It is further known (French Pat. Nos. 1,259,038, P 20 08 415.5, P 14 46 858.7) to manufacture decorative elements by gluing and cementing foreign bodies, for example pieces of glass, after initially arranging them in the intervening space or gap. Special forms or designs, such as striations or frosted patterns, cannot be produced with this process, which is a disadvantage because these structures or designs are rich in their varieties and very attractive.
For better insulation it is often necessary to assemble several components into an insulating glass. The danger exists in this case that outside moisture will penetrate into the synthetic material or cement being used, so that the structural element becomes foggy and unattractive.
It was the task of the present invention to come up with a process for the production of multilayer glass plates which avoids the noted disadvantages and which can be economically carried out. Furthermore, the weight of the multilayer glass plate was to be reduced, in order to facilitate production and transport.
In accordance with the invention, this multilayer glass plate consists of a plurality of panes spaced from one another while held in a frame with a hardenable synthetic material and molded or shaped bodies in the interspace or gap between the panes. The new process for the production of these plates is characterized according to the invention in that:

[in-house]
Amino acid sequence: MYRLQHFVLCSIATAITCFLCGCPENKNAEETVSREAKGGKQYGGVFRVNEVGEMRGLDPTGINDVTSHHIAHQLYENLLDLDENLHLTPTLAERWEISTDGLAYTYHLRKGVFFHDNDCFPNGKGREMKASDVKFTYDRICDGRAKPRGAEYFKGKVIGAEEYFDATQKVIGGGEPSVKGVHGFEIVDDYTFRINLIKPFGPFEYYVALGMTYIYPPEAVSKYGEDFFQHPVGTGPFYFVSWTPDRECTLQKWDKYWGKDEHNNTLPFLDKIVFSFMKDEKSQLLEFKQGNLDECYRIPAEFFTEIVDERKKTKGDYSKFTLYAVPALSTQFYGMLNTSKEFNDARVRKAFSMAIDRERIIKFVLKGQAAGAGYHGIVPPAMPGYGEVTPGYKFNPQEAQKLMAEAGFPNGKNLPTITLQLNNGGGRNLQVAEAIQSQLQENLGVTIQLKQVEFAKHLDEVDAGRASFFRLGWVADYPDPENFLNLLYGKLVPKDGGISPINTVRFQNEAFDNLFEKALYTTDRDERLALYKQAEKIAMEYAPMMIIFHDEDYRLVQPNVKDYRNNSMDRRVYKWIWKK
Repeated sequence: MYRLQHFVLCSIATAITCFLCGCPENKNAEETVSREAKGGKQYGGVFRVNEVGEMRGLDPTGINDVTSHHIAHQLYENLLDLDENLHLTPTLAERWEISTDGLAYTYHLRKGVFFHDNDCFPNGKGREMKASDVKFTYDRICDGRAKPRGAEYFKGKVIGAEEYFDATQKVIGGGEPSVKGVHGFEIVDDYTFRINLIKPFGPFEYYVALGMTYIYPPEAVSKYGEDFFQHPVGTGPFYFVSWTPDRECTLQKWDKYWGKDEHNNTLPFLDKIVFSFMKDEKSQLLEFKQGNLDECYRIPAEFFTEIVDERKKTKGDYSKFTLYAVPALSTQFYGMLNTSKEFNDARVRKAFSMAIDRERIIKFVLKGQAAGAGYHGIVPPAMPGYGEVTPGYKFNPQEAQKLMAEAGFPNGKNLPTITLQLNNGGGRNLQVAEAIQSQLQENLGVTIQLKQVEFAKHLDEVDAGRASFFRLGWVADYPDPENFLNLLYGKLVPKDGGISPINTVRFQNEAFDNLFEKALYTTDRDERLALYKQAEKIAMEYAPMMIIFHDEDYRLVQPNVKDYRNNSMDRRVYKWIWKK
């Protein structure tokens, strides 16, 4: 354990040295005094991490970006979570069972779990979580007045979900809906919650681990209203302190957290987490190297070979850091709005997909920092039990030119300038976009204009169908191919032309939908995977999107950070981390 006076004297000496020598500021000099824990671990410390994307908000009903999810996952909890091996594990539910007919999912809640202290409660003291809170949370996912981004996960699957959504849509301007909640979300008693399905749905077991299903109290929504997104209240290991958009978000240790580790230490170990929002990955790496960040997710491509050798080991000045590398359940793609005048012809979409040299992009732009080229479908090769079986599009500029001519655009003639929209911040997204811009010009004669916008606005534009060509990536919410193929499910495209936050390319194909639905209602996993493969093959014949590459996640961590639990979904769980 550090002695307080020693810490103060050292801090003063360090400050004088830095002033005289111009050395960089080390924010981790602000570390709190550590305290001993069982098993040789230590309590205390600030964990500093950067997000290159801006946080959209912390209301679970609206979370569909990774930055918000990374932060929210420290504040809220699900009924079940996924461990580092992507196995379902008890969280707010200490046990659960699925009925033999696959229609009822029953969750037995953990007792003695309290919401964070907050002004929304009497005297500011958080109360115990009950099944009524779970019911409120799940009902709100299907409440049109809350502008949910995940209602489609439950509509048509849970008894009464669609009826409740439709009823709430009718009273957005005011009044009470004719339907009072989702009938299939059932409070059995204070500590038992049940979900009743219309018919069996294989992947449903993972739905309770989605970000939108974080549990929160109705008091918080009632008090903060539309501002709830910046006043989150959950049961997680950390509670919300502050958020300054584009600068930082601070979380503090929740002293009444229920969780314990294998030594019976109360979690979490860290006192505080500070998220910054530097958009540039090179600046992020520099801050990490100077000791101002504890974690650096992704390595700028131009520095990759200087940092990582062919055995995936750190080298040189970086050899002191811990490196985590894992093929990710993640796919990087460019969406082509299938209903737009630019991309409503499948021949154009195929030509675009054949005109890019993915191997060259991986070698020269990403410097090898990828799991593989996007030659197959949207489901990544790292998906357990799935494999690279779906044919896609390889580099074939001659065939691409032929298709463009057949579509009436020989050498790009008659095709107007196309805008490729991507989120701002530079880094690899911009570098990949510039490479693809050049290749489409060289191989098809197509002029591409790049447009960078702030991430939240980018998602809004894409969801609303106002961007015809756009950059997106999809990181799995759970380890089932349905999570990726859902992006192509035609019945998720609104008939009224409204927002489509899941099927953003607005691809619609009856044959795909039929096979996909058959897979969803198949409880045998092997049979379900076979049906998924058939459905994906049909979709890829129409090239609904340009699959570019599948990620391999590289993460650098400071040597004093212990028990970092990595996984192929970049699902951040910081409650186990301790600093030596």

1. Onto a horizontally lying first pane, a synthetic material before hardening is applied in a viscous state at points or selected sites and in uneven thickness,
2. Shaped bodies are brought onto or between the surface portions occupied by or coated with the synthetic material,
3. A second pane is laid over the first pane and spaced at an interval in such a way that the synthetic material is not touched;
4. The set or packet consisting of the two panes is surrounded with the frame,
5. The packet is turned through 180°, and